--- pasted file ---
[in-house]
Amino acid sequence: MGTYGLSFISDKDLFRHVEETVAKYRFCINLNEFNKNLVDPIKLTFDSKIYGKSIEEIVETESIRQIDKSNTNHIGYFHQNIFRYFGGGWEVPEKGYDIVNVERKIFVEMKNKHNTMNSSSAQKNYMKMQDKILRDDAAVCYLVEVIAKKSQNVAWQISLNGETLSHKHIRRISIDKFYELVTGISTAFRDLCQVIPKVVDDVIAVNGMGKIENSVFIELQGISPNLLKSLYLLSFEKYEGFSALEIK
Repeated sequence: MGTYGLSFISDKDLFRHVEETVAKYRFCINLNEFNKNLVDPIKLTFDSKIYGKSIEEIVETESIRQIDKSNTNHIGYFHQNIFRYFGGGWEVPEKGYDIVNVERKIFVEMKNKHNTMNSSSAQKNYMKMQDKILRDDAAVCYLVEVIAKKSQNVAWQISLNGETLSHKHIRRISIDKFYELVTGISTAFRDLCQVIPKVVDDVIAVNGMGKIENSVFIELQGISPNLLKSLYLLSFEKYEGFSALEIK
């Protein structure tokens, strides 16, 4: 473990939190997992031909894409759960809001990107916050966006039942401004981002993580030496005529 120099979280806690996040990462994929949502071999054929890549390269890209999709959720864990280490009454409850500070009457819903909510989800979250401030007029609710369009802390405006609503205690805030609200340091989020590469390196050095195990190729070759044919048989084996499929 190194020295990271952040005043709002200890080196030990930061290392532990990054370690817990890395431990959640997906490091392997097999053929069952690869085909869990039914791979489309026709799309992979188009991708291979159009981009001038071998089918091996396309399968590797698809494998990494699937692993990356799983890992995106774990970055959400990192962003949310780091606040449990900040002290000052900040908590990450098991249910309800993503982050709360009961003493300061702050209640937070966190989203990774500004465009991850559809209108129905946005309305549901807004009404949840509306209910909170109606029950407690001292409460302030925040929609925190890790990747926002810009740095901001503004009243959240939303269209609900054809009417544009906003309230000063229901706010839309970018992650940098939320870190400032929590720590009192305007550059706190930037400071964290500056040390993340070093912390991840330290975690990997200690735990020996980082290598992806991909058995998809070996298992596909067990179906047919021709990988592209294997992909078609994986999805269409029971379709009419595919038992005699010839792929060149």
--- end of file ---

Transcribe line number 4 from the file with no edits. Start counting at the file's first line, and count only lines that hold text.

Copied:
């Protein structure tokens, strides 16, 4: 473990939190997992031909894409759960809001990107916050966006039942401004981002993580030496005529 120099979280806690996040990462994929949502071999054929890549390269890209999709959720864990280490009454409850500070009457819903909510989800979250401030007029609710369009802390405006609503205690805030609200340091989020590469390196050095195990190729070759044919048989084996499929 190194020295990271952040005043709002200890080196030990930061290392532990990054370690817990890395431990959640997906490091392997097999053929069952690869085909869990039914791979489309026709799309992979188009991708291979159009981009001038071998089918091996396309399968590797698809494998990494699937692993990356799983890992995106774990970055959400990192962003949310780091606040449990900040002290000052900040908590990450098991249910309800993503982050709360009961003493300061702050209640937070966190989203990774500004465009991850559809209108129905946005309305549901807004009404949840509306209910909170109606029950407690001292409460302030925040929609925190890790990747926002810009740095901001503004009243959240939303269209609900054809009417544009906003309230000063229901706010839309970018992650940098939320870190400032929590720590009192305007550059706190930037400071964290500056040390993340070093912390991840330290975690990997200690735990020996980082290598992806991909058995998809070996298992596909067990179906047919021709990988592209294997992909078609994986999805269409029971379709009419595919038992005699010839792929060149």